Preheat oven to 400°F and roast asparagus until tender and starting to caramelize—about 7 to 10 minutes, depending on the thickness of the asparagus.
To assemble salad, toss spinach leaves with halved cherry tomatoes and cucumber wedges with 2 teaspoons olive oil and the juice of one lemon. Pour onto a plate. Top with roasted asparagus spears and two soft-boiled eggs (or however you like your eggs).
Snack: Easy Avocado Snack
Spritz lime or lemon juice over half an avocado and top with 1 teaspoon hemp hearts. Enjoy with a spoon right out of the skin.
Dinner: Parchment-Baked Salmon with Fresh Herbs and Fennel and Cucumber Salad
Fennel is high in potassium and has been used in Eastern medicine to reduce post-meal digestive spasms—key factors in gas buildup and bloating. It contains a phytonutrient called anethole, which has also been studied for its ability to help fight inflammation in the body.
Makes 2 servings
Ingredients for Fish:
- 2 large squares of parchment paper (about 6 inches)
- Kitchen twine
- 2 4-ounce filets of salmon
- 2 teaspoons fresh rosemary (or ½ teaspoon dried)
- 1 teaspoon dried oregano
- ½ teaspoon each garlic powder and onion powder
- 4 teaspoons olive oil
- 2 lemons, sliced
Ingredients for Fennel Salad:
- 1 small head fennel, ends trimmed
- 1 medium cucumber, ends trimmed
- 1 tablespoon lemon juice
- 1 tablespoon olive oil
- 1 tablespoon chopped fresh mint leaves
- Preheat oven to 400°F.
- Place salmon in center of parchment paper. Drizzle olive oil over salmon and add herbs and spices. Lay lemon slices on top of salmon.
- Gather the sides of the parchment paper together and tuck under to form a pouch with no openings. Secure tightly with kitchen twine.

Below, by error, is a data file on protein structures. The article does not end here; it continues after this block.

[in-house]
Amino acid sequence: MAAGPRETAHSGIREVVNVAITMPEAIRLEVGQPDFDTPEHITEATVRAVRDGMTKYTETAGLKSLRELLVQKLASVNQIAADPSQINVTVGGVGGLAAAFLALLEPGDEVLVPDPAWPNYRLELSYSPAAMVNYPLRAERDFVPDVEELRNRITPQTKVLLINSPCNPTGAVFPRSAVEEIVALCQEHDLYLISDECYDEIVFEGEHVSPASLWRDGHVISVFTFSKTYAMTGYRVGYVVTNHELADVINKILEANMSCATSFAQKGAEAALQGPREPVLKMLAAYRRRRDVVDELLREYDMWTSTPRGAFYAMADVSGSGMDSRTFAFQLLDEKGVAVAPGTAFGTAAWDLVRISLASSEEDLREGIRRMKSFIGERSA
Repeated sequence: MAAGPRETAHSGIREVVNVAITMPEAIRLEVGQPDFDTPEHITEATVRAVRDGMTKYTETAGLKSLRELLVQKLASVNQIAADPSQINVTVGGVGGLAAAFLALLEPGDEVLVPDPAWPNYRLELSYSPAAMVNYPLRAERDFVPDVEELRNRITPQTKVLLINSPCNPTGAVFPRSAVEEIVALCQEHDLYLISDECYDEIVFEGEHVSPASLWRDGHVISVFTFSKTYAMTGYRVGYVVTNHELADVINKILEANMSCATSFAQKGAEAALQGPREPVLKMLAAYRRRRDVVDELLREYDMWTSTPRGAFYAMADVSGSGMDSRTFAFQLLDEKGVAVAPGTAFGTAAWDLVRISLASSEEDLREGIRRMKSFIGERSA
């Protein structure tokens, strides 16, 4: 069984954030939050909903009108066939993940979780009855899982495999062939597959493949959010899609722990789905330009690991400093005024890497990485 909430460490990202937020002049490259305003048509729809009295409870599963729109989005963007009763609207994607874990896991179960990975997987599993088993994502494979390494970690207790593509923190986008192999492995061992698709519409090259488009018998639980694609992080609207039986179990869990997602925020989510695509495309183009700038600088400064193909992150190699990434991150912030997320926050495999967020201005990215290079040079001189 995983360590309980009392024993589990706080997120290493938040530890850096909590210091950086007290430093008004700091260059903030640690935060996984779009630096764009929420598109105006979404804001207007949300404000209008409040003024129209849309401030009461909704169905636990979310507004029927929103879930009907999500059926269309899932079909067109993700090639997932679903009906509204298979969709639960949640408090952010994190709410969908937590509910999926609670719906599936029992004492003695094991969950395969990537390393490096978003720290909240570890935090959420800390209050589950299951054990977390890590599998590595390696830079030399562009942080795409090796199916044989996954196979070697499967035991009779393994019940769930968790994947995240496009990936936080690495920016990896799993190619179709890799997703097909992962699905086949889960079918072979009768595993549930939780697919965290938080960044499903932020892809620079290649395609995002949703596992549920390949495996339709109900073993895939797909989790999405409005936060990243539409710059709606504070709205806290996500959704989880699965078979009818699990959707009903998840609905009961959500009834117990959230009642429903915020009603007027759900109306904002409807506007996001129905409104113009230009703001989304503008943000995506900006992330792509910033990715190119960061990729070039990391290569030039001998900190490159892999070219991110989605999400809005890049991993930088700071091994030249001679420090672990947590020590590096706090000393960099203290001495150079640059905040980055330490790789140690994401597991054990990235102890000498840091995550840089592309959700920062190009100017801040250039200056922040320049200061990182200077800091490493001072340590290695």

- Place parchment pouch on a baking sheet and bake at 400 for 20 to 25 minutes. Transfer package to a plate and open to release the steam before serving.
- To make fennel salad, slice fennel and cucumber into thin strips.
- Toss fennel and cucumber with lemon, olive oil, and mint leaves.
- Serve each salmon filet with half the fennel salad.
Dessert: Chocolate Banana Nice Cream
- 1 frozen banana, peeled and sliced
- 1 tablespoon cacao powder
- 1 teaspoon cacao nibs
- In a food processor, pulse banana slices until texture resembles soft serve ice cream.
- Add cacao powder and blend until well-mixed.
- Transfer to a small bowl or dessert dish. Garnish with cacao nibs.
Cap off your night with peppermint tea.
Peppermint is a great choice for soothing the digestive tract after a meal. You can buy bagged tea or make your own by steeping fresh mint leaves in hot water and straining into a cup to drink.
Jessica Cording, M.S., R.D., CDN, is a registered dietitian, health coach, and writer with a passion for helping people streamline their wellness routine and establish a balanced relationship with food and exercise. She received her Masters of Science in Clinical Nutrition from New York University, and a dietetic internship at NewYork-Presbyterian Hospital. Her writing has been featured in Forbes and Shape. Her book, The Little Book of Game-Changers: 50 Healthy Habits for Managing Stress & Anxiety, offers simple hacks that help her patients and clients reach their goals and nurture their mental, physical, and emotional health, even when life becomes hectic.